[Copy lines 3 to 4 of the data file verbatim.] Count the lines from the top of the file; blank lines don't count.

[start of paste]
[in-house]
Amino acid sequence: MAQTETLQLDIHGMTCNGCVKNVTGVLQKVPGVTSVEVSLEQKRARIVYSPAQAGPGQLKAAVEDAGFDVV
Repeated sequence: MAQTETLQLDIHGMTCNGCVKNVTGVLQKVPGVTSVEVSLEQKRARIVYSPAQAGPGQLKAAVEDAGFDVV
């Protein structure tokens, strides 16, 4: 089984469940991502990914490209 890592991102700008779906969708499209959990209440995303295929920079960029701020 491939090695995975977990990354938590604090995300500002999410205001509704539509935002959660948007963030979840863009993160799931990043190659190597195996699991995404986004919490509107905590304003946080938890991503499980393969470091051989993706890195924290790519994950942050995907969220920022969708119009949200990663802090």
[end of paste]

Repeated sequence: MAQTETLQLDIHGMTCNGCVKNVTGVLQKVPGVTSVEVSLEQKRARIVYSPAQAGPGQLKAAVEDAGFDVV
């Protein structure tokens, strides 16, 4: 089984469940991502990914490209 890592991102700008779906969708499209959990209440995303295929920079960029701020 491939090695995975977990990354938590604090995300500002999410205001509704539509935002959660948007963030979840863009993160799931990043190659190597195996699991995404986004919490509107905590304003946080938890991503499980393969470091051989993706890195924290790519994950942050995907969220920022969708119009949200990663802090």